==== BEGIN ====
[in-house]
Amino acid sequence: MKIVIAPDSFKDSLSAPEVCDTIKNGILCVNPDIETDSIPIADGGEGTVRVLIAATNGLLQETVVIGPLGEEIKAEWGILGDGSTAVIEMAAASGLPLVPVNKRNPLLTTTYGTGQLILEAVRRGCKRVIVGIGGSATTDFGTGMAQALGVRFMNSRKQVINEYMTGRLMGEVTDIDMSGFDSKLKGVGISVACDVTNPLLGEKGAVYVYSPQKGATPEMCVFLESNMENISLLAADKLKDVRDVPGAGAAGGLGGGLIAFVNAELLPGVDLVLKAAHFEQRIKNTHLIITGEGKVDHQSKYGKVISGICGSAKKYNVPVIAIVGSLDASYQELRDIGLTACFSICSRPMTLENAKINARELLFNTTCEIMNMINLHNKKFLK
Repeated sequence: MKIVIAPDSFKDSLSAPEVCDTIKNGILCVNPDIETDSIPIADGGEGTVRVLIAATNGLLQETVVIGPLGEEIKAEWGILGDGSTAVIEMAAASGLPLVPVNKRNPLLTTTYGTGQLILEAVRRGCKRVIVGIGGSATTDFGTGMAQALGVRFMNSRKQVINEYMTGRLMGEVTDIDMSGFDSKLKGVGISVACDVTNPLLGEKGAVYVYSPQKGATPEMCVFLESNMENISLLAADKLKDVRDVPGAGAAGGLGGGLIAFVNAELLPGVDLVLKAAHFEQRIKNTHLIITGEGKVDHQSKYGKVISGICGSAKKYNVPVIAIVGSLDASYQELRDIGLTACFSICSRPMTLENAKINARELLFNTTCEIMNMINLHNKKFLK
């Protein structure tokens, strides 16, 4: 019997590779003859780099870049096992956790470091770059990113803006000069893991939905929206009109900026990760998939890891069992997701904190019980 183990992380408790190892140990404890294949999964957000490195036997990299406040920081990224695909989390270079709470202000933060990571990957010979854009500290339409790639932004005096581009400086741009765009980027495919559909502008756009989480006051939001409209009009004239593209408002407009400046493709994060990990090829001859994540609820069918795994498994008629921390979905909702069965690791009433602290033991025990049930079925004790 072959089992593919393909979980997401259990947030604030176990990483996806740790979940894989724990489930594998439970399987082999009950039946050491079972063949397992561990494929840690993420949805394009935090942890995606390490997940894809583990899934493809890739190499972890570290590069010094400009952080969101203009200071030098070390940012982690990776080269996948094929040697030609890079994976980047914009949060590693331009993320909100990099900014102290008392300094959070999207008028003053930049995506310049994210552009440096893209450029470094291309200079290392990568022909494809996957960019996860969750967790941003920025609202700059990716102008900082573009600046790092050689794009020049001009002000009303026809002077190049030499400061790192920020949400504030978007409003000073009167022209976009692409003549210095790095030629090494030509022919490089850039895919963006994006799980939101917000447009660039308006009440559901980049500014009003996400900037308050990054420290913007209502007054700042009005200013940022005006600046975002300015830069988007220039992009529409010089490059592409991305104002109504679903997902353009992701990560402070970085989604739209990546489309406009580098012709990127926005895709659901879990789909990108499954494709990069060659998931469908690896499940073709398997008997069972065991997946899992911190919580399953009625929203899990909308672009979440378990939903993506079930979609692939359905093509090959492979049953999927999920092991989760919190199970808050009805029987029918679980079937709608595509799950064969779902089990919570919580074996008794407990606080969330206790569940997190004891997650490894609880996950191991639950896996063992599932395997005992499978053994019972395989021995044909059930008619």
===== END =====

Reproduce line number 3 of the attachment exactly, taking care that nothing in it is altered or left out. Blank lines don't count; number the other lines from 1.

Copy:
Repeated sequence: MKIVIAPDSFKDSLSAPEVCDTIKNGILCVNPDIETDSIPIADGGEGTVRVLIAATNGLLQETVVIGPLGEEIKAEWGILGDGSTAVIEMAAASGLPLVPVNKRNPLLTTTYGTGQLILEAVRRGCKRVIVGIGGSATTDFGTGMAQALGVRFMNSRKQVINEYMTGRLMGEVTDIDMSGFDSKLKGVGISVACDVTNPLLGEKGAVYVYSPQKGATPEMCVFLESNMENISLLAADKLKDVRDVPGAGAAGGLGGGLIAFVNAELLPGVDLVLKAAHFEQRIKNTHLIITGEGKVDHQSKYGKVISGICGSAKKYNVPVIAIVGSLDASYQELRDIGLTACFSICSRPMTLENAKINARELLFNTTCEIMNMINLHNKKFLK